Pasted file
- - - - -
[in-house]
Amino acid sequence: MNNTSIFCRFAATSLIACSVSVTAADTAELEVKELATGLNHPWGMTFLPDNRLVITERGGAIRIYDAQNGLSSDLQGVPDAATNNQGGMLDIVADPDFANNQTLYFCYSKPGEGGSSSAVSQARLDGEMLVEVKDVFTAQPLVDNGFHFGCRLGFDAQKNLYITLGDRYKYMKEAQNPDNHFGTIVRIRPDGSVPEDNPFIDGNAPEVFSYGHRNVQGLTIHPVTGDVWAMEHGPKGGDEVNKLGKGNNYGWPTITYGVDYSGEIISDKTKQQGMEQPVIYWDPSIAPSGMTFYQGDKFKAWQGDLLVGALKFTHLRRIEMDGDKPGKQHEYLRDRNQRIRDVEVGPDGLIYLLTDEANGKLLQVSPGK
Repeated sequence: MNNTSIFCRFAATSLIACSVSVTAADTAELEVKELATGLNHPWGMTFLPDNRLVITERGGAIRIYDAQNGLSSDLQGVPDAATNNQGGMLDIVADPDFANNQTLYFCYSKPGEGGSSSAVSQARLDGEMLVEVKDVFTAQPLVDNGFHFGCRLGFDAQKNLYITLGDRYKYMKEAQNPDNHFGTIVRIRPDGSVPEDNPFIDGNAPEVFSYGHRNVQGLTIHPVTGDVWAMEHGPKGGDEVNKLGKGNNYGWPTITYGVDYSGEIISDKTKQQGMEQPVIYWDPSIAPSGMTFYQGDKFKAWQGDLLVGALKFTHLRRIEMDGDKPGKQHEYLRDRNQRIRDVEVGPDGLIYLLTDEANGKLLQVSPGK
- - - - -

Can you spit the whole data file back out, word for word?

[in-house]
Amino acid sequence: MNNTSIFCRFAATSLIACSVSVTAADTAELEVKELATGLNHPWGMTFLPDNRLVITERGGAIRIYDAQNGLSSDLQGVPDAATNNQGGMLDIVADPDFANNQTLYFCYSKPGEGGSSSAVSQARLDGEMLVEVKDVFTAQPLVDNGFHFGCRLGFDAQKNLYITLGDRYKYMKEAQNPDNHFGTIVRIRPDGSVPEDNPFIDGNAPEVFSYGHRNVQGLTIHPVTGDVWAMEHGPKGGDEVNKLGKGNNYGWPTITYGVDYSGEIISDKTKQQGMEQPVIYWDPSIAPSGMTFYQGDKFKAWQGDLLVGALKFTHLRRIEMDGDKPGKQHEYLRDRNQRIRDVEVGPDGLIYLLTDEANGKLLQVSPGK
Repeated sequence: MNNTSIFCRFAATSLIACSVSVTAADTAELEVKELATGLNHPWGMTFLPDNRLVITERGGAIRIYDAQNGLSSDLQGVPDAATNNQGGMLDIVADPDFANNQTLYFCYSKPGEGGSSSAVSQARLDGEMLVEVKDVFTAQPLVDNGFHFGCRLGFDAQKNLYITLGDRYKYMKEAQNPDNHFGTIVRIRPDGSVPEDNPFIDGNAPEVFSYGHRNVQGLTIHPVTGDVWAMEHGPKGGDEVNKLGKGNNYGWPTITYGVDYSGEIISDKTKQQGMEQPVIYWDPSIAPSGMTFYQGDKFKAWQGDLLVGALKFTHLRRIEMDGDKPGKQHEYLRDRNQRIRDVEVGPDGLIYLLTDEANGKLLQVSPGK